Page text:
Subjects and Methods
Details of the primary data collection methodology have been reported previously.9 Briefly, 100 carotid endarterectomies were selected randomly from all those performed during the calendar years 1988 to 1990 at each of 11 of the 12 member hospitals of the Academic Medical Centers Consortium (see the Appendix). The cases were identified from administrative records without additional knowledge of the patients’ preoperative clinical status or subsequent course. Because of a lower operative volume, the 100 procedures were randomly selected from those performed during the calendar years 1987 to 1990 in the 12th hospital. Forty cases were subsequently excluded from further analysis because the operative procedure was miscoded in administrative records. Records from the remaining 1160 carotid endarterectomies constitute the primary data set.
Hospital charts for the admission during which carotid endarterectomy was performed were systematically reviewed by abstractors using a defined protocol. Data included patient demographics, comorbid diseases, neurological symptoms (type, location, and frequency of symptoms), data from the radiologists’ reading of preoperative carotid angiograms, clinical details from the operative report, and postoperative complications. When sufficient data were available, the patient’s preoperative functional abilities were rated (impaired or unimpaired in activities of daily living). Angiographic risk factors were considered “absent” unless specifically recorded in the radiologist’s report. Recorded operative factors included the use of a shunt, the use of a patch graft, and whether prophylactic carotid endarterectomy was performed as a combined procedure with coronary artery bypass graft (CABG) surgery. Abstracted data forms (along with xerographic copies of discharge summaries, angiogram, and operative reports) were reviewed by a study investigator. Adverse outcomes included postoperative in-hospital strokes, myocardial infarctions, and deaths occurring during the hospitalization for carotid endarterectomy.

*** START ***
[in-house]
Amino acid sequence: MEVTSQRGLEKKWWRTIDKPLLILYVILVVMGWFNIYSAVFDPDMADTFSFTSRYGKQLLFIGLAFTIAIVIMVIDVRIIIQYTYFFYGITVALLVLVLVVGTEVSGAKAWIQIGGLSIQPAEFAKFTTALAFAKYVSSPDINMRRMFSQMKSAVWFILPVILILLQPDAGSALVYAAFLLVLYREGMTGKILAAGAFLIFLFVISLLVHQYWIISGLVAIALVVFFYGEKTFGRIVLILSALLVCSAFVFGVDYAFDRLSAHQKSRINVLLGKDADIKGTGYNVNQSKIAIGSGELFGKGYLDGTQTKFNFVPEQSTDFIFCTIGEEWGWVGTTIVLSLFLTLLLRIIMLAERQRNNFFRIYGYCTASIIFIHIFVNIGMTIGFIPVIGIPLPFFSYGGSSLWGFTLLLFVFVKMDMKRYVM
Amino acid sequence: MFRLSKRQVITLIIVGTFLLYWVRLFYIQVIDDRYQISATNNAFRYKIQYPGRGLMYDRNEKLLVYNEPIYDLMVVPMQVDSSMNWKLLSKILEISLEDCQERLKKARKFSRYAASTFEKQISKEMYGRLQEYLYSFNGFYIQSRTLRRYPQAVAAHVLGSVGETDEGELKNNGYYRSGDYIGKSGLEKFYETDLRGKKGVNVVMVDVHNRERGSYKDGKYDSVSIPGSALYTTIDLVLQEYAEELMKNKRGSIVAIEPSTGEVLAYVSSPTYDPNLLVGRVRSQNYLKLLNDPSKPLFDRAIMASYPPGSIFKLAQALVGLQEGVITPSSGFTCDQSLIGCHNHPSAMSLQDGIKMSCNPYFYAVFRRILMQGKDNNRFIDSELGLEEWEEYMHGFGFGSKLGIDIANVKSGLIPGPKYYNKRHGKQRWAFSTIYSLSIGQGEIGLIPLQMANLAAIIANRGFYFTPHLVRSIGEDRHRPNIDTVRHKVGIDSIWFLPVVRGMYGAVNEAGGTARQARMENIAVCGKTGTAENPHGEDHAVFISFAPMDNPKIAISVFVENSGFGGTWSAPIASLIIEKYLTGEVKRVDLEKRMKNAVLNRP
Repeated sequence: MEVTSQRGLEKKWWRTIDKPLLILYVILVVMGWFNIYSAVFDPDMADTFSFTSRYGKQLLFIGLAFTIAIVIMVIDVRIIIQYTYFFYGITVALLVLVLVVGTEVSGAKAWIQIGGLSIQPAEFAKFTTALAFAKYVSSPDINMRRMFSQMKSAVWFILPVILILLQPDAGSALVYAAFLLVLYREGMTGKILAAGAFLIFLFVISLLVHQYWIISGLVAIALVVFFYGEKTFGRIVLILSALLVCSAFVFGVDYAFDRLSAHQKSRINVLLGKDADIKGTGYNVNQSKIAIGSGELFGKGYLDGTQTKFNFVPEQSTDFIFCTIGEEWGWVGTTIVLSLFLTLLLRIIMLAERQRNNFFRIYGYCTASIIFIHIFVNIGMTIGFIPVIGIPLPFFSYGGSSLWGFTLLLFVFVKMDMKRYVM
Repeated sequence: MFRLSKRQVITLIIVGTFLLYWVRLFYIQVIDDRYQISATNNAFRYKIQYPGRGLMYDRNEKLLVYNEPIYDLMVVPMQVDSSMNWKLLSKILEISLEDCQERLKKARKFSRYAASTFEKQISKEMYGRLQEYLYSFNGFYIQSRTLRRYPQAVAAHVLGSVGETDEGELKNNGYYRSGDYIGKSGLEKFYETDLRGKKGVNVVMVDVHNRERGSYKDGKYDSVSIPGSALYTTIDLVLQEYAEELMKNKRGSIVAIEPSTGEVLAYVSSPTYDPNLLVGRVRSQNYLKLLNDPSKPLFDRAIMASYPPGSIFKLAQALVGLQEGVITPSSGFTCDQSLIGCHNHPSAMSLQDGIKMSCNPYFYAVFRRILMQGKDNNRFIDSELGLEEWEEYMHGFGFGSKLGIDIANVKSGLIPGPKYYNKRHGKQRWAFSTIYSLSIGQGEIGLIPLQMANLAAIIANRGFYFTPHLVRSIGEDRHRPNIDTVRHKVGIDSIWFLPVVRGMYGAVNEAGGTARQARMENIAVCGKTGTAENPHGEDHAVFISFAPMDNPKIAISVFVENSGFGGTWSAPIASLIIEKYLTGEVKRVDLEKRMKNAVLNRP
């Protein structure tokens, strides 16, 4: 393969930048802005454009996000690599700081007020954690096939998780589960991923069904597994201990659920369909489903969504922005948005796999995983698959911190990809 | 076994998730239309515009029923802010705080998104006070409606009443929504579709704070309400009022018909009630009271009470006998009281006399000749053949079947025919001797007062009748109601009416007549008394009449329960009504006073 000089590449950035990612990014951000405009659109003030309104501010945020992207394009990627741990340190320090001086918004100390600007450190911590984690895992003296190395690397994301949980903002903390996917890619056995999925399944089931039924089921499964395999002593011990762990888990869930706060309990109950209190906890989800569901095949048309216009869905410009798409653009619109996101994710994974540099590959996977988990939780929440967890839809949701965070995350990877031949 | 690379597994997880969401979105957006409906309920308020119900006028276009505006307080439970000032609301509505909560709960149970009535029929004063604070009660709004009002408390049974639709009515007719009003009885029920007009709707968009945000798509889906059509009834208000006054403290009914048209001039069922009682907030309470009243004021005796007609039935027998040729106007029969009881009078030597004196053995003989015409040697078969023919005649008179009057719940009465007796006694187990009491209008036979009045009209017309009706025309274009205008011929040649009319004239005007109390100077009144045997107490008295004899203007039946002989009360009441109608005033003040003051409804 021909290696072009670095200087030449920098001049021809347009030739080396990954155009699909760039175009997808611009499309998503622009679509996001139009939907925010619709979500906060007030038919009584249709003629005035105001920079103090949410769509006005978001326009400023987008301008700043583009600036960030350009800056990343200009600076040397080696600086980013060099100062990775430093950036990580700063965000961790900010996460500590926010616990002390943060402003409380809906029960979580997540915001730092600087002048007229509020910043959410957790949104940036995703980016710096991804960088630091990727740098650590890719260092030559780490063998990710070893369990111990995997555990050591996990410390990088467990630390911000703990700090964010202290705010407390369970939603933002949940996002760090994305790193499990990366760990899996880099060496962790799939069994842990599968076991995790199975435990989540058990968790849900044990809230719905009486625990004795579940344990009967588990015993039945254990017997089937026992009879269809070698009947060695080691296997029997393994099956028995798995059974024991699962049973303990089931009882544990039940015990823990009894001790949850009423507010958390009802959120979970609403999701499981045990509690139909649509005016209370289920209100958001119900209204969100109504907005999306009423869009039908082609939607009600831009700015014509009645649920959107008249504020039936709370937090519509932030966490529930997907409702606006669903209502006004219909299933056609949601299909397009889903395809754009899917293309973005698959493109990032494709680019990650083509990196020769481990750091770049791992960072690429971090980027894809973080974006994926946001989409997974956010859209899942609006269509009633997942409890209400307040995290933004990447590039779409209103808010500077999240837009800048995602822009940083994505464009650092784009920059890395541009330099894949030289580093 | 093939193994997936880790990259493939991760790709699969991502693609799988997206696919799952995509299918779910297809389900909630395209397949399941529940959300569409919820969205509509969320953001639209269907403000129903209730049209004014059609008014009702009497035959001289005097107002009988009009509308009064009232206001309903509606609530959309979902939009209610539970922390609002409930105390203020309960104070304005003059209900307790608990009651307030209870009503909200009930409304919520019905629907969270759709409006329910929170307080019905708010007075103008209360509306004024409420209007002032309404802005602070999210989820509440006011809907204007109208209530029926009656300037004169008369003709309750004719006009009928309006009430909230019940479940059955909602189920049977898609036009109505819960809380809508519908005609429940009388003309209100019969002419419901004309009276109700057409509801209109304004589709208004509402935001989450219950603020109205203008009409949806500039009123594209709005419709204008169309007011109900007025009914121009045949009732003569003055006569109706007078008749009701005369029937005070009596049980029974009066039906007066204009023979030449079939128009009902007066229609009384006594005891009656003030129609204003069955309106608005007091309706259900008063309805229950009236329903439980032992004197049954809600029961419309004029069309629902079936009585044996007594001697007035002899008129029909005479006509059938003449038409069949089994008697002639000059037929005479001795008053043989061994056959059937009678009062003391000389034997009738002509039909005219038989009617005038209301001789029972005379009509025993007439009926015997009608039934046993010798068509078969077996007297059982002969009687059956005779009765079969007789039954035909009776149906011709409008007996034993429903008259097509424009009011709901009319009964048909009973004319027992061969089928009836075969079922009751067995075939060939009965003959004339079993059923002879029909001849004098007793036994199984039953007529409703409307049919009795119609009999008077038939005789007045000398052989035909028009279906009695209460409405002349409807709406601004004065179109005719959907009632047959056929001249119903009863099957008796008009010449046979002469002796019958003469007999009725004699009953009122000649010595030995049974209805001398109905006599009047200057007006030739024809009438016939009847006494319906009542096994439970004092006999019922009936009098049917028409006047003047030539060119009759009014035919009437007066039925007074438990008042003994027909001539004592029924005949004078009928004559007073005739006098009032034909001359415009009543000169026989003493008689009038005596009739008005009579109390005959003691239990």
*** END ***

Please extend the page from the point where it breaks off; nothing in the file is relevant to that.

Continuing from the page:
Univariate Fisher’s exact tests were used to identify potentially important predictors, and χ2 statistics were used for comparisons of categorical data as indicated. Logistic regression modeling was not appropriate because the number of outcome events was relatively small and the number of potential risk factors was relatively large (regression analysis is unreliable when there are fewer than 10 times as many outcome events as there are candidate variables).11